Clay Waters was director of Times Watch, a former project of the Media Research Center.
Latest from Clay Waters
When Donald Trump mentioned Nazi Germany in reference to a lurid document floating around U.S. intelligence agencies, the New York Times was shocked and appalled -- and deeply hypocritical, given the eagerness of the paper's reporters, editors, and columnists to make those same comparisons against Donald Trump.
The front page of the New York Times on Tuesday featured a hit-job against Betsy DeVos, Donald Trump’s nominee for Secretary of Education, by reporter Noam Scheiber, “Trump Education Pick Plays Hardball With Her Wealth.” Scheiber, formerly of the left-wing New Republic magazine, is a passionate fan of a $15 minimum wage, and his left-wing leanings are evident in this long hostile profile of DeVos, which included slams at the left’s favorite villains, activist libertarian businessmen David and Charles Koch.The ideological article, full of both personal insults and ideological assumptions, would not have been out of place at The New Republic, or even the hard-left The Nation magazine
The latest conversation from the joyless liberal New York Times movie critics A. O. Scott and Manohla Dargis tacked race and class. The online headline was provocative to the point of offensiveness: “Watching While White: How Movies Tackled Race and Class in 2016.” Dargis, the more radical of the two, proclaimed herself pleased that Hollywood isn’t telling quiet as many lies about American greatness and white superiority, and asserted that "Movie critics, who are largely white and male (see the numbers!), seem stubbornly reluctant to engage with race, at least as it pertains to whiteness."
Would an Attorney General Jeff Sessions wreck civil rights? Several newspapers seem to think so, including Monday’s New York Times, which tried to poison the well against him as his confirmation looms. The long front-page profile of Sen. Sessions of Alabama, Donald Trump’s pick for attorney general, hid its hostility and labeling slant under the benign headline, “Bonding by Bucking the Establishment.”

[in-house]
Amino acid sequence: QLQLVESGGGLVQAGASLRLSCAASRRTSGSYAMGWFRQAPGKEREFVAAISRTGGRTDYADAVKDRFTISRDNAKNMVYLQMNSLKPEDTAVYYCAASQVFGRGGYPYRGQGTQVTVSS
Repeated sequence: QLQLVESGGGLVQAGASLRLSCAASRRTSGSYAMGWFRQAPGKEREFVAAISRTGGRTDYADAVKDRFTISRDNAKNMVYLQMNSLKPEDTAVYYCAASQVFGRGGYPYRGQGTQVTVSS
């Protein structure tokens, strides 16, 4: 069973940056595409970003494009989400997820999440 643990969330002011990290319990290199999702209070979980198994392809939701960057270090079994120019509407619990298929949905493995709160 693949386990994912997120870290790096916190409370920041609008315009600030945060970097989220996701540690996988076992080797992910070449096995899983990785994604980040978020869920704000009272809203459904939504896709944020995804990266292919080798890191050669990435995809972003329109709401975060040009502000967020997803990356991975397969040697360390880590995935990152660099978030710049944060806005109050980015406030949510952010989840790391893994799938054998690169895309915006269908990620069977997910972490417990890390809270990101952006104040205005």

The front page of the Sunday Review was graced with a half-page photo illustration of first lady Michelle Obama under a story by Jodi Kantor, “Michelle Obama’s Turn.” Kantor is author of “The Obamas: The Partnership Behind a Historic Presidency,” which didn’t exactly speak truth to power. In her latest Kantor, who is an actual reporter for the Times, portrayed president-elect Donald Trump as an interloping brute come to wreck the first lady’s house.
Journalist Glenn Thrush, who recently took his Democratic partisanship from Politico to the New York Times, filed “Trump Finds That Attack-Dog Strategy Has Its Limits” for Saturday’s New York edition. The news media was not at all happy with Donald Trump Twitter mockery of liberal Democratic Sen. Charles Schumer, and Thrush piled on Trump. Thrush is a self-described “hack” for the failed Clinton campaign, and also has a history of sensitivity to insults to Democrats -- don’t dare call (failed) Texas gubernatorial candidate Wendy Davis “abortion Barbie”! That explains the self-satisfied tone here, lecturing Trump on how to respond to accusations of Russian meddling and how to treat his Democratic opponents.
The New York Times continued its embarrassing idolization of departing first lady Michelle Obama, but this time without even the excuse of arts page placement: White House reporter Julie Hirschfeld Davis gushed over the first lady's last public remarks in Saturday's “In Emotional Finale, First Lady Says, ‘I Hope I’ve Made You Proud."